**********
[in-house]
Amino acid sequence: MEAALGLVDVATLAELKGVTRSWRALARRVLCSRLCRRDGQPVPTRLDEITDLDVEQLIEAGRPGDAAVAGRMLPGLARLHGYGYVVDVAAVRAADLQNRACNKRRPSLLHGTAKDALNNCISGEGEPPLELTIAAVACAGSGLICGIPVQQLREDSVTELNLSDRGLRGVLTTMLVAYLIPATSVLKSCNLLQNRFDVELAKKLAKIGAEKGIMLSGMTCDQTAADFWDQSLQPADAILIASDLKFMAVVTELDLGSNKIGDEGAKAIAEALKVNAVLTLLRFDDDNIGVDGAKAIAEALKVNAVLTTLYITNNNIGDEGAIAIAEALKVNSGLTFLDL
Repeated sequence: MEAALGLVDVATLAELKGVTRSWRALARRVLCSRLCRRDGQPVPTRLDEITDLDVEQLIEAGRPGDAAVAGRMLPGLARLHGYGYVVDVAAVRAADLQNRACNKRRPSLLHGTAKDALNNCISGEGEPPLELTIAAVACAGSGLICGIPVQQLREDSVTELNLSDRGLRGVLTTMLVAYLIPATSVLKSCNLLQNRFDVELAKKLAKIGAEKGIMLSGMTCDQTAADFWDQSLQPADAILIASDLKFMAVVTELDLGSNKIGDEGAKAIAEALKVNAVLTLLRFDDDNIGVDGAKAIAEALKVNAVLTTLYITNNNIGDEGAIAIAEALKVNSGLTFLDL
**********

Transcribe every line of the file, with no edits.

[in-house]
Amino acid sequence: MEAALGLVDVATLAELKGVTRSWRALARRVLCSRLCRRDGQPVPTRLDEITDLDVEQLIEAGRPGDAAVAGRMLPGLARLHGYGYVVDVAAVRAADLQNRACNKRRPSLLHGTAKDALNNCISGEGEPPLELTIAAVACAGSGLICGIPVQQLREDSVTELNLSDRGLRGVLTTMLVAYLIPATSVLKSCNLLQNRFDVELAKKLAKIGAEKGIMLSGMTCDQTAADFWDQSLQPADAILIASDLKFMAVVTELDLGSNKIGDEGAKAIAEALKVNAVLTLLRFDDDNIGVDGAKAIAEALKVNAVLTTLYITNNNIGDEGAIAIAEALKVNSGLTFLDL
Repeated sequence: MEAALGLVDVATLAELKGVTRSWRALARRVLCSRLCRRDGQPVPTRLDEITDLDVEQLIEAGRPGDAAVAGRMLPGLARLHGYGYVVDVAAVRAADLQNRACNKRRPSLLHGTAKDALNNCISGEGEPPLELTIAAVACAGSGLICGIPVQQLREDSVTELNLSDRGLRGVLTTMLVAYLIPATSVLKSCNLLQNRFDVELAKKLAKIGAEKGIMLSGMTCDQTAADFWDQSLQPADAILIASDLKFMAVVTELDLGSNKIGDEGAKAIAEALKVNAVLTLLRFDDDNIGVDGAKAIAEALKVNAVLTTLYITNNNIGDEGAIAIAEALKVNSGLTFLDL